Speed of results on vaccine candidate developed by Moderna and NIH hailed as ‘truly extraordinary’
The public-private partnership behind a promising Covid-19 vaccine candidate has been hailed as “historic” by United States health secretary Alex Azar.
On 16 November, the announcement of results from 95 participants in a late-stage clinical trial indicated that the vaccine candidate, developed by the US pharmaceutical company Moderna in collaboration with the National Institutes of Health, had an efficacy of 94.5 per cent.
“The way that the NIH and Moderna have worked together to produce their highly promising vaccine is just one example of what American industry and American government can do when we work together,” Azar said.
Stéphane Bancel, chief executive of Moderna, said the partnership had “enabled us to do what we could not have done alone in industry, and what I think the government could not have done alone”.
“I think none of us truly thought we could get to this place in the last 10 months,” Bancel added.
Azar outlined how the groundwork for the vaccine had begun in January as soon as the genetic sequence of the virus that causes Covid-19 had been published by scientists in China. Researchers at the National Institute of Allergy and Infectious Diseases, part of the NIH, carried out work on the spike protein of the virus that Moderna used to develop the vaccine candidate.
NIAID director Tony Fauci described the results as “truly striking” and put the success of the partnership with Moderna down to a long-term relationship with the company. He added that “people need to understand the importance of basic biomedical research investment”.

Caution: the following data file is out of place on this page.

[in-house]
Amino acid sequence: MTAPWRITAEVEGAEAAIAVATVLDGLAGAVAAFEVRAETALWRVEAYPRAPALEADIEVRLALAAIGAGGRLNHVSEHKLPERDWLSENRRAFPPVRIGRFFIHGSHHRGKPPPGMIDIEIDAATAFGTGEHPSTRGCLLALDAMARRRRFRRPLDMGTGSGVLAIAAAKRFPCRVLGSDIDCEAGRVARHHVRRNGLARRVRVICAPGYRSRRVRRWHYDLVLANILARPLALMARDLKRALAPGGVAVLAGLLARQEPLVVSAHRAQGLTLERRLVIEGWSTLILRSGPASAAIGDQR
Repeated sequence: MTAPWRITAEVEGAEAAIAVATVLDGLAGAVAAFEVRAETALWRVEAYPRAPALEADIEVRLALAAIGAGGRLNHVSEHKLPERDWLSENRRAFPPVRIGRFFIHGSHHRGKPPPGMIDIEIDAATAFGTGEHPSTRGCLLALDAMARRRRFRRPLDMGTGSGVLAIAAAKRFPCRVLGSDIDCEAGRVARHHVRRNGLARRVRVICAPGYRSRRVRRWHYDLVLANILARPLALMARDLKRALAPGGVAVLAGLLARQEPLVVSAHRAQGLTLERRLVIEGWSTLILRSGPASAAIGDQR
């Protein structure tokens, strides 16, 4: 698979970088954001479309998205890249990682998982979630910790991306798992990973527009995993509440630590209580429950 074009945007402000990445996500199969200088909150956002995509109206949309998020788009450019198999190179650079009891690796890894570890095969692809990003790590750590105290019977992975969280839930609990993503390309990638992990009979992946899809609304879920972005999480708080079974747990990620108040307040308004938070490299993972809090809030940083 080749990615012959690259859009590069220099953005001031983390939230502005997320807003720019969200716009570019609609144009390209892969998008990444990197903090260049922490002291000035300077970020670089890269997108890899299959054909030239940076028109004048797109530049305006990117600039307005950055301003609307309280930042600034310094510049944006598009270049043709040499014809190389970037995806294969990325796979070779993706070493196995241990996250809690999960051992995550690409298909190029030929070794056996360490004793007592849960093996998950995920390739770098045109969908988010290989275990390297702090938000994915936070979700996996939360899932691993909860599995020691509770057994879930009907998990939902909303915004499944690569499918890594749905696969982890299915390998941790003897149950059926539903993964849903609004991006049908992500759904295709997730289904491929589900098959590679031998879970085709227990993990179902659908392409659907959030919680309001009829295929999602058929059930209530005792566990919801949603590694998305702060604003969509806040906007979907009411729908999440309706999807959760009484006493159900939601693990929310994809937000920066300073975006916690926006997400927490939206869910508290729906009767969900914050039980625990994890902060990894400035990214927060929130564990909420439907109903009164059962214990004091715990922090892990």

“I said I would be satisfied with a 70 to 75 per cent efficacy and that something like 95 per cent was really aspirational—well, our aspirations have been met,” Fauci said.
In addition to the partnership with the NIAID, the US government supported Moderna with more than $2 billion for vaccine development and manufacturing through Operation Warp Speed, the country’s initiative to produce and deliver 300 million Covid-19 vaccine doses by January 2021. Azar said that before the results were available, “large-scale manufacturing of the Moderna vaccine [had] been underway for some time”.
Matthew Hepburn, vaccine development lead for Operation Warp Speed, said it was “truly extraordinary” that the results were available so soon. “It is really a testimony to science, to basic biomedical research, to those hundreds of thousands of people worldwide that do this for a living,” Hepburn added. “I hope it inspires the next generation of scientists, of researchers.”
Support for the work on the vaccine came from a variety of sources, including a donation from the Dolly Parton Covid-19 Research Fund set up by the country music singer who lent the fund her name.
The news of the promising results came a week after US pharmaceutical giant Pfizer and German biotechnology company BioNTech released early results for their own Covid-19 vaccine, reporting an efficacy of more than 90 per cent which was later raised to about 95 per cent. Dozens of other vaccine candidates are also in development around the world.
Vaccines are sorely needed: in an update on 15 November, the World Health Organization said that the number of cases of Covid-19 being reported globally was continuing to rise, alongside the number of deaths attributed to the pandemic. It said the Americas reported a 41 per cent increase in cases in the past week, with the US reporting over a million cases during that period.
A version of this article also appeared in Research Europe